A court approved a law in Louisiana on Wednesday that would close three out of the remaining four abortion clinics in the state, according to the Center for Reproductive Rights.
The law was passed by Governor Bobby Jindal in June 2014, but it had been held up in various courts. The U.S. Court of Appeals for the Fifth Circuit allowed the law in a ruling on Wednesday, and it is set to take effect immediately.
Unless the Supreme Court takes a measure to block the law -- which they did with a similar law in Texas -- all but one abortion clinic in Louisiana will close. The Center for Reproductive Rights said they will seek action from the Supreme Court.
The law says abortion clinics must have admitting privileges to a hospital within 30 miles.
This is a difficult requirement to meet for several reasons. Abortions are medically safe procedures, so they rarely require patients to go to a hospital -- meaning that hospitals are less likely to grant admitting privileges. Compounded with the fact that abortion is a controversial subject, hospitals are extra hesitant to grant privileges.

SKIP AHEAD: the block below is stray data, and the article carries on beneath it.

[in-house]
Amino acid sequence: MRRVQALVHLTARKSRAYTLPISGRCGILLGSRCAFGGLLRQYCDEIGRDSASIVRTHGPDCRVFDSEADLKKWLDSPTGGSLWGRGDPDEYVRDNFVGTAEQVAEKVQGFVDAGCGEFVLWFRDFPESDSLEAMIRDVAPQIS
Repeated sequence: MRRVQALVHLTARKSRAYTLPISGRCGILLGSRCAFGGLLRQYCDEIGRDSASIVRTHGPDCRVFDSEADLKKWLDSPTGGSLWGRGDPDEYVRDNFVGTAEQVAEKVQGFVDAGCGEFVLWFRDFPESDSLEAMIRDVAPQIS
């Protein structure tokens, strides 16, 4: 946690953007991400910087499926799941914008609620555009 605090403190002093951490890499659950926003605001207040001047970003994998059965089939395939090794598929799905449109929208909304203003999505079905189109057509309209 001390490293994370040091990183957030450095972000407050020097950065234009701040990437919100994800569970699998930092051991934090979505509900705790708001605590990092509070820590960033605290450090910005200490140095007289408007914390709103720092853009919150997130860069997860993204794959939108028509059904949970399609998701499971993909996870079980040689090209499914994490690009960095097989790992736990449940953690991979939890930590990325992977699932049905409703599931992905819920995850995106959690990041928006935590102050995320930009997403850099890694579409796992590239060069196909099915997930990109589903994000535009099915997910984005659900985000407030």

Legislators continue to say that they put these laws in place to help women's health, but this requirement isn't medically necessary by any means.
Nobody needs admitting privileges to be treated at a hospital. Hospitals are literally there to treat everybody who comes in, regardless of any sort of status.
The Supreme Court is hearing the Whole Woman's Health v. Hellerstedt (formerly Cole) case next Wednesday. That is a landmark case for abortion access that questions the legality of Texas' HB 2 law. That law says clinics must meet the standards of an ambulatory surgical center and also have hospital admitting privileges.
These kinds of laws are called "TRAP" laws by pro-choice advocates, as they work to shut clinics.
Nancy Northup, president and CEO of the Center for Reproductive Rights, said in a statement:
Should the law fully go into effect, the closest clinic for many Louisiana women will be in Mississippi. That is the only abortion clinic open in the state of Mississippi -- and it may well be shut itself pending a different case over similar requirements.
As a reminder, abortion is still a Constitutionally-protected right in the United States.